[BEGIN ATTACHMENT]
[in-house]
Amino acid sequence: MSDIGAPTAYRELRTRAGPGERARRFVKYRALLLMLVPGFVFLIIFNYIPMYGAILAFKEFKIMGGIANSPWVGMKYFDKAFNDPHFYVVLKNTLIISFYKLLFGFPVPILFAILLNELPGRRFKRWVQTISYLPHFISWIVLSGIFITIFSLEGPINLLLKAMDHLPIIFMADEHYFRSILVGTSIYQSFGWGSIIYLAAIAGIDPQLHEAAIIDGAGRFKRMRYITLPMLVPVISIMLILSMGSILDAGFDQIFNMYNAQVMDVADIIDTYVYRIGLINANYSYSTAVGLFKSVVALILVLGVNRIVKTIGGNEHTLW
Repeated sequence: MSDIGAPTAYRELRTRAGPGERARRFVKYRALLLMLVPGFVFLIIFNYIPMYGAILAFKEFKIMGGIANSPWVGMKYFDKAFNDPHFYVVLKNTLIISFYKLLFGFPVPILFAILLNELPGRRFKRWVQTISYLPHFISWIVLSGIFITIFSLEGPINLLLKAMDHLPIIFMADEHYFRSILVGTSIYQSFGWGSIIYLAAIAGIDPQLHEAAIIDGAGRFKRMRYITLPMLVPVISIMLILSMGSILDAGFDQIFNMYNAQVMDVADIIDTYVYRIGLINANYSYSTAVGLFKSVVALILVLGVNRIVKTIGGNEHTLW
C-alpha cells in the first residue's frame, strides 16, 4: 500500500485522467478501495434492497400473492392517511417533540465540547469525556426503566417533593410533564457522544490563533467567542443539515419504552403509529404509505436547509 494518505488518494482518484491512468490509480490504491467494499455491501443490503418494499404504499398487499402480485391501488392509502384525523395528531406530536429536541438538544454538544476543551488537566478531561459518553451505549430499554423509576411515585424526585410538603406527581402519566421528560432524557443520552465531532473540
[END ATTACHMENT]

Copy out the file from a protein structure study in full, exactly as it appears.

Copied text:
[in-house]
Amino acid sequence: MSDIGAPTAYRELRTRAGPGERARRFVKYRALLLMLVPGFVFLIIFNYIPMYGAILAFKEFKIMGGIANSPWVGMKYFDKAFNDPHFYVVLKNTLIISFYKLLFGFPVPILFAILLNELPGRRFKRWVQTISYLPHFISWIVLSGIFITIFSLEGPINLLLKAMDHLPIIFMADEHYFRSILVGTSIYQSFGWGSIIYLAAIAGIDPQLHEAAIIDGAGRFKRMRYITLPMLVPVISIMLILSMGSILDAGFDQIFNMYNAQVMDVADIIDTYVYRIGLINANYSYSTAVGLFKSVVALILVLGVNRIVKTIGGNEHTLW
Repeated sequence: MSDIGAPTAYRELRTRAGPGERARRFVKYRALLLMLVPGFVFLIIFNYIPMYGAILAFKEFKIMGGIANSPWVGMKYFDKAFNDPHFYVVLKNTLIISFYKLLFGFPVPILFAILLNELPGRRFKRWVQTISYLPHFISWIVLSGIFITIFSLEGPINLLLKAMDHLPIIFMADEHYFRSILVGTSIYQSFGWGSIIYLAAIAGIDPQLHEAAIIDGAGRFKRMRYITLPMLVPVISIMLILSMGSILDAGFDQIFNMYNAQVMDVADIIDTYVYRIGLINANYSYSTAVGLFKSVVALILVLGVNRIVKTIGGNEHTLW
C-alpha cells in the first residue's frame, strides 16, 4: 500500500485522467478501495434492497400473492392517511417533540465540547469525556426503566417533593410533564457522544490563533467567542443539515419504552403509529404509505436547509 494518505488518494482518484491512468490509480490504491467494499455491501443490503418494499404504499398487499402480485391501488392509502384525523395528531406530536429536541438538544454538544476543551488537566478531561459518553451505549430499554423509576411515585424526585410538603406527581402519566421528560432524557443520552465531532473540